Kaling also subtly examines her own position, poking fun at the elite schools that turn out the interchangeable dude-bros who make up the majority of television writers. Kaling herself was educated at such institutions – a private day school in Boston, and then Dartmouth University – and while that might have given her confidence and shaped her intelligence, it wasn’t enough to overcome her sex and skin. Kaling uses this marvelous matrix to show exactly how intersectionality works, and engages in one of comedy’s best practices – punching up to take down white men and women who might have dismissed her as a diversity hire.
Kaling has spoken before about needing the attitude of an entitled white man to succeed in her field. She credits her parents for instilling that in her. But what about Molly, who believes in herself, but who never comes across as entitled? We see her personal mantra in the poster she tacks up on her wall, to the disgust of her jaded officemate who has never furnished the room: “Never Give Up.” The scene made me snicker. It seemed, at first, like a lighthearted poke at pseudo-feminist positivity culture. But on second thought, it might be what drives the movie – we need extreme grit and unending hope to climb out of the white supremacist patriarchal mess that is the world around us.
That message can’t undo structural issues, but maybe it can help people, especially women – especially women of color – to navigate them. This is very likely what has worked for Kaling. However, the call to “buck up and work hard” and to get people to see how good you are is the one part of the film that bothered me. The feel-good relationships that Molly succeeds in building with even her sworn enemies make for a neat resolution to the central conflicts of the story, but they almost undermine Kaling’s otherwise nuanced treatment of feminine likeability. Racism and sexism aren’t just about poor education or lack of socialization – they’re powerful systems built and reinforced by the people who benefit from them, and sometimes no amount of moral persuasion or personal education will undo them.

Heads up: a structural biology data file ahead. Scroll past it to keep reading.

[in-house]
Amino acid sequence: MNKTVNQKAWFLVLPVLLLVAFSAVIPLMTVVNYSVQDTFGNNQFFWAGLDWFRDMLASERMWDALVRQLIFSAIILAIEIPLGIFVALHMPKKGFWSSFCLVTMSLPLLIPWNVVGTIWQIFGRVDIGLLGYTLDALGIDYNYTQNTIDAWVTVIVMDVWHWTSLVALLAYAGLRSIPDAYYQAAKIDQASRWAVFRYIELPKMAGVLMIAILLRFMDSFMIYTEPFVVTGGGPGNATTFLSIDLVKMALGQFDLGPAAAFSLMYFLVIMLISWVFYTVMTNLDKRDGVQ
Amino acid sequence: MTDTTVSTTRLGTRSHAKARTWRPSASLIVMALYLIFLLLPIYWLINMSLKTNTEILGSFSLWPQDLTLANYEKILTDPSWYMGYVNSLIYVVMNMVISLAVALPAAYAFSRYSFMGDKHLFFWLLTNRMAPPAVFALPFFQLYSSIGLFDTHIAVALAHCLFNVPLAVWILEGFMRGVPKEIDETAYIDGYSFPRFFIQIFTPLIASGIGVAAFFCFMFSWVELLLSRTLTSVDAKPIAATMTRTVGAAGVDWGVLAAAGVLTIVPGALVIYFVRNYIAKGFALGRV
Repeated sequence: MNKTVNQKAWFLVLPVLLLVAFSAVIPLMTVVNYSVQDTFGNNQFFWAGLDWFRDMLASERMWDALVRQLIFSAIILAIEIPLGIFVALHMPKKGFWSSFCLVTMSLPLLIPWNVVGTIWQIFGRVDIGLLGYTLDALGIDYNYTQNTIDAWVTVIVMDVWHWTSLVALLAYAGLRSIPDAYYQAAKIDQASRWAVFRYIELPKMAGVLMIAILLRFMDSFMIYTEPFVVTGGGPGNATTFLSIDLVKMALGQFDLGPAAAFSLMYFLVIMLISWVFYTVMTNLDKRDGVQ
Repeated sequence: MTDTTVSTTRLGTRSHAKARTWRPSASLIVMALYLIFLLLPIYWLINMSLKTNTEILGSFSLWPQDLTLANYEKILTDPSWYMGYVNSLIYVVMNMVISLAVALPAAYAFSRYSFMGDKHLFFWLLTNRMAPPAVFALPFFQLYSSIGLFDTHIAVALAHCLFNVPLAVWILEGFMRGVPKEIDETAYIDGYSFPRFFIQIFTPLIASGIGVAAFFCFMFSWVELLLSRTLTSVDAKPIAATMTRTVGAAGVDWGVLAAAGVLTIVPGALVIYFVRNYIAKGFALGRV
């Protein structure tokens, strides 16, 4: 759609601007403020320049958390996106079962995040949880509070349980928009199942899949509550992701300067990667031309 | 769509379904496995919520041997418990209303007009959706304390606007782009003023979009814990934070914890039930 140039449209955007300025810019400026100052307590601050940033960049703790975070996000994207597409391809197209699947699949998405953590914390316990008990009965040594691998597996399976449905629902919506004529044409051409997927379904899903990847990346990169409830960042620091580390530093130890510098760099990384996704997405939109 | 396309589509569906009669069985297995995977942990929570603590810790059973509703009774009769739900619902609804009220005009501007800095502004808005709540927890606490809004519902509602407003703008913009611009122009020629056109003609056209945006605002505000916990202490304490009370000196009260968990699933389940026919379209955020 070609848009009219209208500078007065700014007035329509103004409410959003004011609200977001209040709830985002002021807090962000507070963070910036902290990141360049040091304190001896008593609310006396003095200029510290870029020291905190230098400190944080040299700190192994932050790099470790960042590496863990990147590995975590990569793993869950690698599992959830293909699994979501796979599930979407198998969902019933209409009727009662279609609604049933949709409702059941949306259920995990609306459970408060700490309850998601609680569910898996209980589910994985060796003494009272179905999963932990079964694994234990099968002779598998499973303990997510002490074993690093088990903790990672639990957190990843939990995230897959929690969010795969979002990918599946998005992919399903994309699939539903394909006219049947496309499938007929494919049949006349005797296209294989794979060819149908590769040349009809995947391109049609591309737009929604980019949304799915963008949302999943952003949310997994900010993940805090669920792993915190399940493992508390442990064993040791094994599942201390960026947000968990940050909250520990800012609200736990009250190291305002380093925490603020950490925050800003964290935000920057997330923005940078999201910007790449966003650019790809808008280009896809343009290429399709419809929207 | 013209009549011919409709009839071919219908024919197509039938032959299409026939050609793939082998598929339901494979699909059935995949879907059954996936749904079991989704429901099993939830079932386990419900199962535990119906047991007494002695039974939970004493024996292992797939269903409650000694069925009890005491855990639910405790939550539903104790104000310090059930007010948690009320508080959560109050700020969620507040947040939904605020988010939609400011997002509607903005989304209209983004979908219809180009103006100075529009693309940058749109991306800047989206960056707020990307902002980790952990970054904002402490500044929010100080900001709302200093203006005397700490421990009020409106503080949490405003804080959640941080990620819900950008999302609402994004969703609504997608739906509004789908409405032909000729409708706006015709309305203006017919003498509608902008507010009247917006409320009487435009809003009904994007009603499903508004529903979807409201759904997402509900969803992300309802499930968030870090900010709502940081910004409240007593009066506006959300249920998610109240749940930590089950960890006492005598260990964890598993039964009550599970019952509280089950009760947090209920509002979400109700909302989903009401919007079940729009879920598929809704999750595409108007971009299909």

Kaling certainly knows this, so I’ll offer another possible reading of the male writers’ sudden change of heart: it is prescriptive. The key lies in the last scene: a writers’ room that well-represents America’s diversity. Black and Asian women do the talking, and Katherine listens with an easy smile. The scene’s comedy is layered; it looks a little (a lot) like the kind of one-of-each tokenized diversity that HR brochures like to emphasize. It also doesn’t exist anywhere. Even as more “woke” late-night hosts like Trevor Noah and Seth Meyers hire from a broader talent pool, nobody’s writing room is this representative. And that is the point. The entire trajectory of Late Night is built around offering a way forward. It critiques, often bitingly, the ways in which structural discrimination affects everyone – and then it impels us to come up with a better world.
This is a good, important, and most crucially, HYSTERICALLY FUNNY film. Sadly, its brilliance has not been matched at the box office – perhaps because Amazon Studios seems to have spent a lot of money on a highly-ineffective marketing campaign. I only heard about the film when I read Kaling’s Twitter feed, so I’m profoundly grateful that my lack of home air conditioning got me into the theater last week. So do yourself a favor – go see it, marvel at how astounding it is, and laugh until your sides hurt. Then be a part of making the world that Kaling has envisioned.